Why it Took Me 12 Months to Go Vegan

Why it Took Me 12 Months to Go Vegan

Veganism is an awakening. Once you are ‘woke’, it is very difficult to go back to sleep. For nearly 24 years, I consumed all meat, dairy and egg products as if it were completely normal and that’s probably because it is completely normal in today’s society, and it certainly was in my childhood home.

Here I write about why it took me 12 months to fully embrace the vegan lifestyle, and how a High Carb Low Fat (HCLF) diet has changed my life for the better.

In April 2016, Craig and I first watched Cowspiracy on Netflix. The documentary, which explores the impact of animal agriculture on the environment, was truly eye-opening to me. I have always considered myself to be someone who cares about the environment. I was brought up in a very conscientious household; we recycled everything we could, conserved water and turned off lights. After all, as a good citizen of a developed country, that’s all we can do to combat the omnipresent beast that is climate change, right? Cowspiracy forced me to think again, and, six months into going gluten free for health reasons, I decided to ditch meat for the month.

However, things were never going to be simple for me. My digestive system is, and always has been, incredibly sensitive to change. In the summer of 2015, I had found relief in a gluten free diet, and in ‘Meat Free May’ in 2016, I longed for that relief. My mistake is clear to me now. I dove head first into vegetarianism, without taking into account the giant change this would have on the entire makeup of my being. This frightened me and I recoiled straight back to the comfort of consuming chicken and fish, a safe place in which I would remain for several months while Craig embraced the vegetarian lifestyle and thrived on the beans, lentils and soy which I assumed I would never be able to tolerate in my fragile state.

I want to add a bit of context here. I had never been a big consumer of milk, ever since childhood I turned my nose up at milk and yoghurt, in my adult life, I had been consuming milk alternatives for as long as I can remember. Cheese was my dairy crux and now I know that this was due to casomorphin, an addictive opioid compound which is formed in our stomachs when we consume dairy products. In fact, this is the exact effect which ensures calves return to their mothers for feeding. No wonder we’re salivating at the sight of that raclette video posted by Buzzfeed’s food arm Tasty – we’re addicted. As for eggs, never been a fan of those little critters either. That’s not to say I wouldn’t eat anything that contained eggs, of course, I just never chose to consume large quantities of the stuff for breakfast.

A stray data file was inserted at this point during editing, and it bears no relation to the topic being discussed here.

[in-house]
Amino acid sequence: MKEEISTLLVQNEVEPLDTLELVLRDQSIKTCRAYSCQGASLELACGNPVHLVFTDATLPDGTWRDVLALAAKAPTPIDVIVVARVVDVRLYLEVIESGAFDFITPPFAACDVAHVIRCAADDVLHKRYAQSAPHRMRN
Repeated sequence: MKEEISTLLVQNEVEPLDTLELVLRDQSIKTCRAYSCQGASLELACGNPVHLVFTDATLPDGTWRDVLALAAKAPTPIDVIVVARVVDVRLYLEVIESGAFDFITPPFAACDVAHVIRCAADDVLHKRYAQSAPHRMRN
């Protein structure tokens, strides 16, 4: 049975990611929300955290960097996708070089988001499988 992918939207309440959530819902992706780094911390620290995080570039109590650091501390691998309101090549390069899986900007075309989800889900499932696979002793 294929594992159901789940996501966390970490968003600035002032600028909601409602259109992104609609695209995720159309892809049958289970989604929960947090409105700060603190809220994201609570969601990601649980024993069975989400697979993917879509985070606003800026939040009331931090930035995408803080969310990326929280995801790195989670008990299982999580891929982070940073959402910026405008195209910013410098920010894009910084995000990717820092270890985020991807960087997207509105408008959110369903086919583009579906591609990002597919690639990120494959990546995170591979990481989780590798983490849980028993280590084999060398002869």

For me, it mostly came down to poultry and fish. Boy, I loved fish, especially shellfish. So, for me, learning to create meals that did not focus on these ingredients, while maintaining my own health, was a huge learning experience that took me 12 months to fully embrace. As an avid cook, I thrived on the challenge but my body did not, and it was only in October 2016 that I finally ditched the meat for good.

I continued to consume fish until March 2017, when we found ourselves watching Forks Over Knives, a documentary which explores the effects of animals products on the human body, with a particular focus on the onset of diabetes. By this stage, I was very close to veganism. Breakfast consisted of oats and almond milk, and I leaned towards salads and falafel for lunch, but it was the evenings where we’d gorge on halloumi or I’d have a tuna steak thinking I needed the protein.

I knew if I was going to go the whole hog, per say, I’d have to be very careful with introducing new foods into my diet. So, I focused on excluding non-plant based food, goodbye halloumi cheese, milk chocolate and frozen fish. The last few months of veganism have been rocky, working on a balance of carb and fat has been my main concern, as well as discovering problem foods and consuming an abundance of the right stuff.

I can safely say, it wasn’t until I discovered the High Carb Low Fat  (HCLF) lifestyle, that I truly began to thrive. Inspired by Fork Over Knives, and new Netflix doc What The Health, I knew a whole food plant-based diet was the way to go. I could not risk falling into the trap of ‘junk food vegan’, where my digestion would suffer alongside my skin and my energy levels.

And that’s where I am now, consuming 60-70% of my calories from raw whole foods, usually throughout the day, then preparing a high quality, nutrient-rich meal on an evening with very little-to-no oil. I cannot believe how good I feel. Transitioning to HCLF is difficult at first, not because of the food you have to eat (that’s the easy part – who doesn’t love unlimited fresh fruit?!), but more because of the sheer amount. In order to get 2/3 of your daily calories from raw plant foods, you have to eat a LOT. I will probably do a ‘What I Eat in a Day’ video shortly to demonstrate the sheer quantity of food I consume on a daily basis, and how I manage to do so in a typical office job – unfortunately I’m not a hot yoga mama who lives on a Hawaiian beach just yet!

I think this post is long enough now, but in future I will be happy to go into more detail about meal prep, managing IBS-d through a raw food diet, and tips and tricks for anyone hoping to transition from omni to herbi. Thanks for reading, and feel free to comment below with any questions or thoughts!


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